Once you’ve made the decision to find a new job, it can be tempting to react in one of two ways.
- Quantity over Quality
You may be the type of person who wants to immediately start sending out CVs left right and centre in the hopes of bagging yourself an interview. You’ll apply for anything you could be vaguely qualified for in the hope of escaping your current employment situation. However, this ‘quantity over quality’ job search method can quickly leave you feeling defeated. “People with the highest number of applications are far less likely – 39% less likely – to receive a positive response from employers,” studies have shown. You’re far more likely to have success if you plan your job search and send out a few applications tailored to the role and company.
Perhaps you’re the type of person who likes to be meticulously prepared and ends up trying to do too much. You make lists of all the things you want to achieve – networking, speculative job applications, customising your CV to every role, upskilling with short courses, reading industry blogs and meeting with recruiters. Unsurprisingly, this can also cause you to become overwhelmed as your to-do list (and the amount of pressure you put on yourself) grows.
Here are our suggestions for taking a more balanced and strategic approach to planning your job search.
Give your job search focus
Establish the following things before you send out a single CV:
- What kind of role are you looking for? Think about the skills you will need and use, the level of responsibility, the salary, etc.
- What kind of company do you want to work for? Think about the work culture, the company values, the location, potential for growth, etc.
- What do you want to personally gain from the role? Do you want to earn more, feel more fulfilled, or have a better work/life balance?
When you’re looking for jobs, you can refer to this list to make sure they are really the ones you want to be applying for.
Create a manageable job search schedule
It’s beneficial to have big goals that will benefit your job search, but the key to success is to break these down into smaller, achievable goals and organising them into an easy-to-follow schedule. Here’s an example:
Imagine these are your overall job search goals:
- Apply for 2-3 jobs a week (and follow up on every application)
- Update your CV and LinkedIn profile
- Complete a professional short course to update your skills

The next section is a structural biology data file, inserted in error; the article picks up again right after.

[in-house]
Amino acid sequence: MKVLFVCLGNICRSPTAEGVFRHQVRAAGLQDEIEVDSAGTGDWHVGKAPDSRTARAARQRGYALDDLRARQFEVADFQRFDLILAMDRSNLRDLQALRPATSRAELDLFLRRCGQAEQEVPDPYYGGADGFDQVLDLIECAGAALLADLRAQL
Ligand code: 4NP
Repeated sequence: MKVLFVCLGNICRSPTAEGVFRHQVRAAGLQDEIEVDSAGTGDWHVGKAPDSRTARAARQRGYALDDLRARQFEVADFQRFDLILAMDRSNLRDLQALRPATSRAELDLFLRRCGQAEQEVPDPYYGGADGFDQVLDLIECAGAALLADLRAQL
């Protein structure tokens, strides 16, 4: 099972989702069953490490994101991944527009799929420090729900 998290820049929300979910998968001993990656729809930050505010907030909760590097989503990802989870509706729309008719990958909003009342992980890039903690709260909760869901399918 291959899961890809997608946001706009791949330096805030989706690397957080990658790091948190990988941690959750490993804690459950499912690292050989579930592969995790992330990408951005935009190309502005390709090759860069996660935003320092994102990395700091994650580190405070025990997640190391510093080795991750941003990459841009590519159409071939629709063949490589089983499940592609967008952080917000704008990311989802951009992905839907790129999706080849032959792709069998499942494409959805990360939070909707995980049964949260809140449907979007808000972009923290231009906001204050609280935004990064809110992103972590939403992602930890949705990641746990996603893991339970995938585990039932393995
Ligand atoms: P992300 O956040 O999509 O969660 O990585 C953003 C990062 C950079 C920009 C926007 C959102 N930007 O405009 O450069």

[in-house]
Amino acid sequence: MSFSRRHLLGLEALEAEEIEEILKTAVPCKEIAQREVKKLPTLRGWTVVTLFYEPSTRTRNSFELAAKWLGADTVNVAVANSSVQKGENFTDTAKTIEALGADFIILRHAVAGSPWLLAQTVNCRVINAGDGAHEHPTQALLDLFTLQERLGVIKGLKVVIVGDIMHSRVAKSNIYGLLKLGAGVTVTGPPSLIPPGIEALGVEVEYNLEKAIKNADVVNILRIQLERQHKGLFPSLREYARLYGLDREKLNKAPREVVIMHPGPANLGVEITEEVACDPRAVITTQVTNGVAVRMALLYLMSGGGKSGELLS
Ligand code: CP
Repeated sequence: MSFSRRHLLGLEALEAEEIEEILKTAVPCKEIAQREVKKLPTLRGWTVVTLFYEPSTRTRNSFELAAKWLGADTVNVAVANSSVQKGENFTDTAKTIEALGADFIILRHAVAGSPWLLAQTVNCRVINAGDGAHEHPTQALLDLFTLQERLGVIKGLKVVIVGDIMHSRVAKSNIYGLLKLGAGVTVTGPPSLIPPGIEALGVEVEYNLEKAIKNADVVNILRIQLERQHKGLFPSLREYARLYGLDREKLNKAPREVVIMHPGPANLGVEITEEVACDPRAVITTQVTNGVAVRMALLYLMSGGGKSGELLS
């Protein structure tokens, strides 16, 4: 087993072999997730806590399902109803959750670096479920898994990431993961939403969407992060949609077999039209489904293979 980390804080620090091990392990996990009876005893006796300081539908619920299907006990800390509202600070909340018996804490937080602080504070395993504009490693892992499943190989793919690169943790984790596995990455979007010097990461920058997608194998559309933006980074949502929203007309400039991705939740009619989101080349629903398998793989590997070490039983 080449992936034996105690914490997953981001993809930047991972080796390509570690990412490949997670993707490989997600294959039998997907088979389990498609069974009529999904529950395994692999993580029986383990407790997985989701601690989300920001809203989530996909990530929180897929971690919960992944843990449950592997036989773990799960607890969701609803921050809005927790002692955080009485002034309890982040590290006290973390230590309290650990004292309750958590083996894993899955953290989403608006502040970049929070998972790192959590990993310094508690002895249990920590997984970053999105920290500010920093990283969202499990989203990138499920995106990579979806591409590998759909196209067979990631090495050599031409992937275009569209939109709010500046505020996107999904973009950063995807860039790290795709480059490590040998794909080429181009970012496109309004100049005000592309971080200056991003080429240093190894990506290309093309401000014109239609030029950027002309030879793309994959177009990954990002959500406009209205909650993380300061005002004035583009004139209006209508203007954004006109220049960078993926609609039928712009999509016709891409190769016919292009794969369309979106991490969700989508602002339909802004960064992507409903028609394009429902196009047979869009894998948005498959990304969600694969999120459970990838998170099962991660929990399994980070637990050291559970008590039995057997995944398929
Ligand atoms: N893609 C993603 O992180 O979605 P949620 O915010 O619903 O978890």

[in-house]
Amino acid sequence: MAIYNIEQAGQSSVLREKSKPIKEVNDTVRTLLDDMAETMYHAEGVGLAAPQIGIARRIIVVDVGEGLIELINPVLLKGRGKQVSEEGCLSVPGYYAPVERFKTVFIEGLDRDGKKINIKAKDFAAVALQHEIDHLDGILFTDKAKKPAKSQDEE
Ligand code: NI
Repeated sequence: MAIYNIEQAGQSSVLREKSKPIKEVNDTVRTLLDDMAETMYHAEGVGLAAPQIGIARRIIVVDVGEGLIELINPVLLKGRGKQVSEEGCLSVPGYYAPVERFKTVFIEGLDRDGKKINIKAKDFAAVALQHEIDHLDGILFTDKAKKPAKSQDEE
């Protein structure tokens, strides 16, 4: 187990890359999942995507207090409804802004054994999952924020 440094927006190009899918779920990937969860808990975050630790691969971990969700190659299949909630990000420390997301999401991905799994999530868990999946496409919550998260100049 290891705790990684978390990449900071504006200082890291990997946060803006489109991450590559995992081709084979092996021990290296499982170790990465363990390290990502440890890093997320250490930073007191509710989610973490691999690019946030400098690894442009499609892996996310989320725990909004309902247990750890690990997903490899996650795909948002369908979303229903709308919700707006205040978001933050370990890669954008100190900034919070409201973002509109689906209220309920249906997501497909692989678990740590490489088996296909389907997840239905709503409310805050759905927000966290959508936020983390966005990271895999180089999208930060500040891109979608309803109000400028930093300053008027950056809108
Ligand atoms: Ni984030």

- Join a networking club and attend one event a month
- Practice interview techniques
If you have 1-2 hours a day free, then your job search schedule could look something like this:
|Tuesday||Find 3 jobs to apply for|
|Wednesday||Start first job application (research company, tailor CV)|
|Thursday||Finish first job application (write cover letter, send application)|
|Friday||Attend short professional course|
|Saturday||Update LinkedIn profile and join a networking club|
|Sunday||Apply for 1 job (research company, tailor CV, write cover letter using your previous one as a template, hit send)|
|Monday||Find 3 jobs to apply for|
|Tuesday||Apply for 1 job|
|Wednesday||Attend your first networking event|
|Thursday||Apply for 1 job|
|Friday||Attend short professional course|
|Saturday||Apply for 1 job|
|Sunday||Follow up on your job applications from Week 1|
And so on… Suddenly your overwhelming to-do list has become a manageable schedule of smaller tasks that will be easy to tick off.
Use technology to your advantage
Be a smart job seeker and use the technology you have available to you to make things easier.
Websites and apps such as LinkedIn Jobs, Monster and Indeed allow you to set up searches based on criteria like job title, salary and location and will send you email notifications every time new jobs that fit your specifications get added to the database.
It’s also recommended to use social media to present a good impression of yourself online to potential employers. Read our guide on using social media to boost your career
Keep a record of your job search activities
Keep track of your applications to avoid potentially costly mistakes such as missing deadlines, forgetting to follow up, getting job titles muddled up in interviews or anything else important.
Create a table with the following information:
- Job title and company name
- Website where you found the job listing
- Application deadline
- Company information
- Date of your follow-up
- A progress update for any replies
- Any important dates like interviews